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dc.contributor.advisorCuttler, Carrie
dc.contributor.advisorCraft, Rebecca M.
dc.creatorSpradlin, Alexander
dc.date.accessioned2018-05-08T16:53:39Z
dc.date.available2018-05-08T16:53:39Z
dc.date.issued2017
dc.identifier.urihttp://hdl.handle.net/2376/12972
dc.descriptionThesis (Ph.D.), Psychology - Experimental, Washington State Universityen_US
dc.description.abstractPrevious research has established a link between stress and cannabis. The overall goal of my dissertation was to further elucidate the nature of this link. In Study 1, moderators and mediators of the relationship between stress and cannabis were tested. In a sample of 578 young adult cannabis users, both chronic stress and early life stress were significantly associated with increased cannabis problems. Early life stress was also significantly associated with increased frequency of cannabis use, but chronic stress was not. Moderation analyses revealed a significant role of sex such that chronic stress was only associated with increased cannabis problems in males, and early life stress was only associated with frequency of cannabis use in females. Mediation analyses revealed that chronic stress and early life stress may lead to increased use of cannabis to cope, which in turn may lead to increased problematic cannabis use. Further, results suggest that stress may also lead to negative affect, which in turn leads to problematic cannabis use. In Study 2, chronic cannabis users (n = 39) and non-users (n = 40) from the community underwent an acute stress manipulation. Chronic cannabis users showed reduced subjective and physiological stress (i.e., salivary cortisol) reactivity compared to non-users in response to the stress manipulation. Chronic cannabis users in the stress condition did not show elevated cannabis cravings or withdrawal symptoms relative to those in the no-stress condition. In tandem, these findings suggest that chronic cannabis use may protect individuals from the effects of acute stress, and that stress does not appear to cause increases in cravings and withdrawal symptoms; however, under conditions of chronic stress, cannabis users may be more likely to experience symptoms of negative affect and to use cannabis to cope with stress, and doing so may lead to problematic cannabis use. Males may be especially vulnerable to these effects. Implications for understanding the long-term effects of cannabis use and stress are discussed.en_US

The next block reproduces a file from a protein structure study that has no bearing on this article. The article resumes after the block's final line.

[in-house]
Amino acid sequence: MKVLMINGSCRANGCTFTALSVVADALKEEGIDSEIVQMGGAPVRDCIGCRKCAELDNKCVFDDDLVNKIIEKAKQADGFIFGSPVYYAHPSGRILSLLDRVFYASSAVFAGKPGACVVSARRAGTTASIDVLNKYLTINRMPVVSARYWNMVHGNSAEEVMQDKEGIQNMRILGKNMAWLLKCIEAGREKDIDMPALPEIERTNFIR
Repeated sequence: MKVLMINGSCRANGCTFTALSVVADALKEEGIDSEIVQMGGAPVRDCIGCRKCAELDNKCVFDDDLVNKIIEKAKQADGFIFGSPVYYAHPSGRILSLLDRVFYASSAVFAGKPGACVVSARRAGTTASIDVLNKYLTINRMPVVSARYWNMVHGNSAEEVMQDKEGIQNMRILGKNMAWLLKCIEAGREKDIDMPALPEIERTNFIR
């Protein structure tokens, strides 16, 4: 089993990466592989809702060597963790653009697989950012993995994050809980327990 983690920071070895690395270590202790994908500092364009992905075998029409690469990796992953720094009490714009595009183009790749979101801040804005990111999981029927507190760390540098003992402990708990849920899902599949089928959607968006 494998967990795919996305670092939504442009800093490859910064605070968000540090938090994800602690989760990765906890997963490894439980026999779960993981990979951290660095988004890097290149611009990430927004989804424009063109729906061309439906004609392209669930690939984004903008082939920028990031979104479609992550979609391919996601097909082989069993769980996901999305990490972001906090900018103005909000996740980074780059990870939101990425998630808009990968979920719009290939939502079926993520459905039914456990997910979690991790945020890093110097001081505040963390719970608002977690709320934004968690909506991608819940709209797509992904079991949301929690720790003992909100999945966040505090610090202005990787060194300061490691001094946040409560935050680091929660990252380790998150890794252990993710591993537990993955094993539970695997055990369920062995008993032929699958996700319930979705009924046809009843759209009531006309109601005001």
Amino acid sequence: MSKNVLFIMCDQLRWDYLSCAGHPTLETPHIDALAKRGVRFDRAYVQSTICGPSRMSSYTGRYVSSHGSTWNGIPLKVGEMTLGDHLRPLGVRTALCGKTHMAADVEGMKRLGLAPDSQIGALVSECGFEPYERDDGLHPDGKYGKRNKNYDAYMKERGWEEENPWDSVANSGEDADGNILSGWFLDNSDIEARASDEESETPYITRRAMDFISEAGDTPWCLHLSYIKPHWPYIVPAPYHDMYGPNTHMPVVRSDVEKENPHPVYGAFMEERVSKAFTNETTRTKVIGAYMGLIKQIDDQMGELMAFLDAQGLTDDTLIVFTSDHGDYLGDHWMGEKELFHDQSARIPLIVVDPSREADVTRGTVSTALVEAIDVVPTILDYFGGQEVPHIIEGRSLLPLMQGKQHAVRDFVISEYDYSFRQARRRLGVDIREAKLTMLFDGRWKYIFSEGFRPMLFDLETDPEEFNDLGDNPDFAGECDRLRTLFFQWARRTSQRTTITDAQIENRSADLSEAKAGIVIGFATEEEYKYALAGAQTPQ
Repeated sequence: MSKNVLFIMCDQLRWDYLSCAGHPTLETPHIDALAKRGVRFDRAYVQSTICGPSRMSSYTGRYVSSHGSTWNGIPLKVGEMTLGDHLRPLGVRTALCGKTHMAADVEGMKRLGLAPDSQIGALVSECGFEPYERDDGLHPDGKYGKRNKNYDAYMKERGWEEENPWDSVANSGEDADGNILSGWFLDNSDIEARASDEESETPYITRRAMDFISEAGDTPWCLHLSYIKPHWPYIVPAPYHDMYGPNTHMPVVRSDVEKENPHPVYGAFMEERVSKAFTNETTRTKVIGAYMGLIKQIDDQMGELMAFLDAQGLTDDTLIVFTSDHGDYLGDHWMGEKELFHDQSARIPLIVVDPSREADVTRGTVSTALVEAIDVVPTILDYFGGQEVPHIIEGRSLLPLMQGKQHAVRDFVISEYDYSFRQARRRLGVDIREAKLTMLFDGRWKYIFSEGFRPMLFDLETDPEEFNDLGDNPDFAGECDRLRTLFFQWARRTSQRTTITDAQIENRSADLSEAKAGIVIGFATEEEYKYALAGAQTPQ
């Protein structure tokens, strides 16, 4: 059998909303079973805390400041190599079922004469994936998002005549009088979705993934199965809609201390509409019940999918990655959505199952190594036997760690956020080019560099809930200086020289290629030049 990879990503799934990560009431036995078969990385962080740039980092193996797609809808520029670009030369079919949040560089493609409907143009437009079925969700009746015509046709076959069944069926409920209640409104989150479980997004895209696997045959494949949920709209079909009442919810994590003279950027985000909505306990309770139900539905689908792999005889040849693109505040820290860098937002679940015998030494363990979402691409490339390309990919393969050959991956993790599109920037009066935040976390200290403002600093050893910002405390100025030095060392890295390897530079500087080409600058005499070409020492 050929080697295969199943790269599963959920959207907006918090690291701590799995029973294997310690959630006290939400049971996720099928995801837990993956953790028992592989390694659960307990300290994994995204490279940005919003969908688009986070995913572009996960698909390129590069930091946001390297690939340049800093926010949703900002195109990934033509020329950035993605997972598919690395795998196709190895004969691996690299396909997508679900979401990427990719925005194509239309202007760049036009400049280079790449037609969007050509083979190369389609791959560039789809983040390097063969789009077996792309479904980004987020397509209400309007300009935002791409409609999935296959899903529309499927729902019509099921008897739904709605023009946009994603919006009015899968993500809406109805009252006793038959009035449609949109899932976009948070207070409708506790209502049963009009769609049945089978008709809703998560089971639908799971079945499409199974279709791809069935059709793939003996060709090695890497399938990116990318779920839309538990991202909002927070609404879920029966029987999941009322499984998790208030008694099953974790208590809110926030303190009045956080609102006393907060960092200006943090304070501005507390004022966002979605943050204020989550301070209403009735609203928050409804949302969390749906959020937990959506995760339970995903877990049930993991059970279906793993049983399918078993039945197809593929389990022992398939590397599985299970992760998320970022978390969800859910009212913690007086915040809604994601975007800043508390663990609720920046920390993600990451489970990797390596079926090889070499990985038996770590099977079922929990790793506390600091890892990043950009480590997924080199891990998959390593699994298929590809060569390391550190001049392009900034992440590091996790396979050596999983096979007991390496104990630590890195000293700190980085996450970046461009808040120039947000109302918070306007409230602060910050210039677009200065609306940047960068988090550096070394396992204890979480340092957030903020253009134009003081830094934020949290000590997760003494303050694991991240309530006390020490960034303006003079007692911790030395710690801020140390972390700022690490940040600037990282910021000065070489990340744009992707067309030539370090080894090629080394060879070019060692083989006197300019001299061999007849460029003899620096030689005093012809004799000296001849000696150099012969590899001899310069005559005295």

dc.description.sponsorshipWashington State University, Psychology - Experimentalen_US
dc.language.isoEnglishen_US
dc.rightsIn copyright
dc.rightsPublicly accessible
dc.rights.urihttp://rightsstatements.org/vocab/InC/1.0/
dc.subjectPsychologyen_US
dc.subjectcannabisen_US
dc.subjectcopingen_US
dc.subjectcravingsen_US
dc.subjectnegative affecten_US
dc.subjectstressen_US
dc.subjectwithdrawalen_US
dc.titleEXAMINING THE STRESS-CANNABIS LINK ACROSS THE STRESS SPECTRUMen_US
dc.typeElectronic Thesis or Dissertation


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